Drip that Fits

Drip irrigation has always been considered an efficient method of watering a landscape; efficient meaning a uniform amount of water applied over a uniform area. But drip irrigation can also be effective by targeting a certain area of the landscape with minimal water to produce a desired effect. To do so requires proper design and proper scheduling.

For proper design, we can use either point source drip irrigation or in-line tubing. However, for the latter we have very specific rules to follow in order to maximize the effectiveness — not the efficiency — of drip.

Point source drip irrigation is an older, but a useful model of drip irrigation. A plastic tube (or tubes) is laid on the ground near the targeted plant and small “spaghetti” tubes are inserted into the tube and placed near the plant.

The issues with point source have always been maintenance of the tubes, brevity of usefulness for perennial plants and the inappropriateness for mass plantings. However, we also stress proper scheduling. Point source emitters are generally in ½, 1 and 2 gallon per hour rates. An established plant never needs more than a ½ gallon of water per week.

What I’m referring to as designer drip follows a rigorous set of design and scheduling rules. If you follow these rules – and contact us prior to any work being done – we might have a rebate in your future. See our website for further details.

Basically the rules for designer drip are as follows: If your bed has six or fewer plants per 100 square feet (4 feet x 4 feet spacing), you must use point source. If your bed has seven or more plants per 100 square feet, you can choose either point source or in-line tubes. But if you choose in-line tubes, you must follow these rules:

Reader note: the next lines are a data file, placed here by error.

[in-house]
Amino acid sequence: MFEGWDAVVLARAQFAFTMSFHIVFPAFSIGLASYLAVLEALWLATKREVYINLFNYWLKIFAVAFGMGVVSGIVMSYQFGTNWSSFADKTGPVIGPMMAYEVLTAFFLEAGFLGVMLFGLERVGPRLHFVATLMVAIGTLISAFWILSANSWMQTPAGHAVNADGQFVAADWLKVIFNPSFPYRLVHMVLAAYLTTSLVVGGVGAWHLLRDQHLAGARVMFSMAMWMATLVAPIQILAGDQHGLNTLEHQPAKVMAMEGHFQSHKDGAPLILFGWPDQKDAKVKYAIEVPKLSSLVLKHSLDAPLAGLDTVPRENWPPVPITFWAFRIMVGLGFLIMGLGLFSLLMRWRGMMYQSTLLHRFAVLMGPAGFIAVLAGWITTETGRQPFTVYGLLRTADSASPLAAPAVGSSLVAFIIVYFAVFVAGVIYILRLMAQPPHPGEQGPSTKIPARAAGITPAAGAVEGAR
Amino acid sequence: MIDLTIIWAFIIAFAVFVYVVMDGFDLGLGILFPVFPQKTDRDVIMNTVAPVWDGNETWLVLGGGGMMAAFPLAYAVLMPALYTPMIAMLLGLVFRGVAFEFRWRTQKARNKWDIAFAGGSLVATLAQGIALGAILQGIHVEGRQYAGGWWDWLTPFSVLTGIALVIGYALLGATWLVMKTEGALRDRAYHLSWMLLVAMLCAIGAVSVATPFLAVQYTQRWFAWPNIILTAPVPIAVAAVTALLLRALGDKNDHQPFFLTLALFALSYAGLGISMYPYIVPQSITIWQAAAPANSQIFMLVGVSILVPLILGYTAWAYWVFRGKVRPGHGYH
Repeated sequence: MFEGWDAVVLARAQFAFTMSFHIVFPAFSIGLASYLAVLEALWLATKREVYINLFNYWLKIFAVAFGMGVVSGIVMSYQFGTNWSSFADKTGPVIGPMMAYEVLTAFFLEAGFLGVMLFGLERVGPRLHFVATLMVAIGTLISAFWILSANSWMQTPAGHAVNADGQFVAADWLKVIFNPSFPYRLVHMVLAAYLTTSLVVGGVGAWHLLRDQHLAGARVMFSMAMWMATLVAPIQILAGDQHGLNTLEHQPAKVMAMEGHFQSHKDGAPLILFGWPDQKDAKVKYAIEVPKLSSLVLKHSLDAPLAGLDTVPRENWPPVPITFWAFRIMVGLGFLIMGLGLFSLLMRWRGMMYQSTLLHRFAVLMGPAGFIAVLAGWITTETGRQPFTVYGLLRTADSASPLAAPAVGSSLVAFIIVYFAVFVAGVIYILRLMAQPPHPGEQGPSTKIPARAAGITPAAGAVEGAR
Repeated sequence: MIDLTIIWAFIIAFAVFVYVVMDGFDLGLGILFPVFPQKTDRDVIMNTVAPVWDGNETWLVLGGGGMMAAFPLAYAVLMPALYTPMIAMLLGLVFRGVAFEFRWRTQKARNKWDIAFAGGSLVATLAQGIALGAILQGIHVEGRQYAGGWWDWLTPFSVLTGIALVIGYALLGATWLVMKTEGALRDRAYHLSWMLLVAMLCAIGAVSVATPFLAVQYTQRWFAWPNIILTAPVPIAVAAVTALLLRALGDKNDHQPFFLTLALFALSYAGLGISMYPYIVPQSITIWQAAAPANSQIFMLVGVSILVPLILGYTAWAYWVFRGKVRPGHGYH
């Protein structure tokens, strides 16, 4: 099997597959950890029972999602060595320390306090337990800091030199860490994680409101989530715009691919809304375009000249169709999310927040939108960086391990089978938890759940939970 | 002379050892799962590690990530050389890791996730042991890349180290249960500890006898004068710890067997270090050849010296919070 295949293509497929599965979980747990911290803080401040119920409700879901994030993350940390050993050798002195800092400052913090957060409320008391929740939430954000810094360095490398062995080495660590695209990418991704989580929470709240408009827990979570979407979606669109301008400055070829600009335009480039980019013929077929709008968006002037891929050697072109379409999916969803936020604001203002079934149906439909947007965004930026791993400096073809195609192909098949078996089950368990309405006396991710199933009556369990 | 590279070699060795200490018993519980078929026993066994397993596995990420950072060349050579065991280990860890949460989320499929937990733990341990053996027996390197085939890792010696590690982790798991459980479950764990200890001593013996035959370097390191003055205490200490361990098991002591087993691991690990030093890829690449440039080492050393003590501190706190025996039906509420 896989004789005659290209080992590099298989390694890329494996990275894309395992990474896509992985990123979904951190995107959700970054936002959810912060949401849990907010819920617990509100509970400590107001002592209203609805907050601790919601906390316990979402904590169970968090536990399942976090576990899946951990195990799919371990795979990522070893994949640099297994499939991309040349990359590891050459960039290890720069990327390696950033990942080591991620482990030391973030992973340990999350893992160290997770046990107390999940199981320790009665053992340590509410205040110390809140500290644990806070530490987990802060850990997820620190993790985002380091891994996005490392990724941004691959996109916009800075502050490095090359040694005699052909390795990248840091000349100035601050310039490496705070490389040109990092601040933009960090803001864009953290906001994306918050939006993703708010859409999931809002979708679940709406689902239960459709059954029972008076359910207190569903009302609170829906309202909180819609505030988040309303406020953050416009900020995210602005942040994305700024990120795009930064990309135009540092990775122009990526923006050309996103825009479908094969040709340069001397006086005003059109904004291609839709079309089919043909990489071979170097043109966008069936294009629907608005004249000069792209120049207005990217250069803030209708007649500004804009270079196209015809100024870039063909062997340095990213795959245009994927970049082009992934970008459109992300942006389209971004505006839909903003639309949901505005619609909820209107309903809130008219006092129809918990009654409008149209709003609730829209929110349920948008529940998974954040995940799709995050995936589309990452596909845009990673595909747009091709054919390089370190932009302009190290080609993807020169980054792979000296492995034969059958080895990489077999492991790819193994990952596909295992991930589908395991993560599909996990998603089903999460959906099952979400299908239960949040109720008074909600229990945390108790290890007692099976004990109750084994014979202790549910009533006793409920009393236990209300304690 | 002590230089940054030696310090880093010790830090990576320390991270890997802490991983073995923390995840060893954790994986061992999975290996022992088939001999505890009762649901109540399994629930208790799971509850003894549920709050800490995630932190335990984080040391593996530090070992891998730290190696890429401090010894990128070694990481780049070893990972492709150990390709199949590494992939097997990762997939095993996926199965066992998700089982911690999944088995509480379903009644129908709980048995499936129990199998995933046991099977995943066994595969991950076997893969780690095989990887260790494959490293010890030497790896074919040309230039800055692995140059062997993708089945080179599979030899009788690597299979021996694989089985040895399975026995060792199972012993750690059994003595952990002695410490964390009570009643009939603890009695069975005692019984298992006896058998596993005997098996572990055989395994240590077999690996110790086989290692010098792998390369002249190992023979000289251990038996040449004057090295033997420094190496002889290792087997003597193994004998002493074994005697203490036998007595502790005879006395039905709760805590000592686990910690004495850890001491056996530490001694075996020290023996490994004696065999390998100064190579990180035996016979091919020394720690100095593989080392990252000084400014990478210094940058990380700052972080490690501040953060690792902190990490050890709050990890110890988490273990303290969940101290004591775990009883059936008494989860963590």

• Emitter rate must be .6 gallons per hour
  • Spacing between emitters on the tube must be 18 inches or more
  • Spacing between tubes must be 18 inches or more
  • A plant must be no more than 2 ½ feet (30 inches) away to be watered by an emitter tube.
  • The tubes must remain uncovered until SAWS inspects the layout.
  • The irrigation schedule must be no more than 6o minutes (1/2 inch) per week or 100 minutes (3/4 inch) every other week.

The fundamental purpose of drip irrigation is to provide plants with water that is slow, infrequent and deep. Multiple times a week watering is inefficient, ineffective and inappropriate for plants. Use drip irrigation for maximum effectiveness and water conservation.

Picture of Mark Peterson
Mark Peterson
Mark A. Peterson was a conservation project coordinator for San Antonio Water System before retiring. With over 30 years of experience as an urban forester and arborist, Mark is probably the only person you know who actually prunes trees for fun. When not expounding on the benefits of trees and limited lawns, you're likely to find him hiking San Antonio's wilderness parks or expounding on the virtues of geography and history to his friends.
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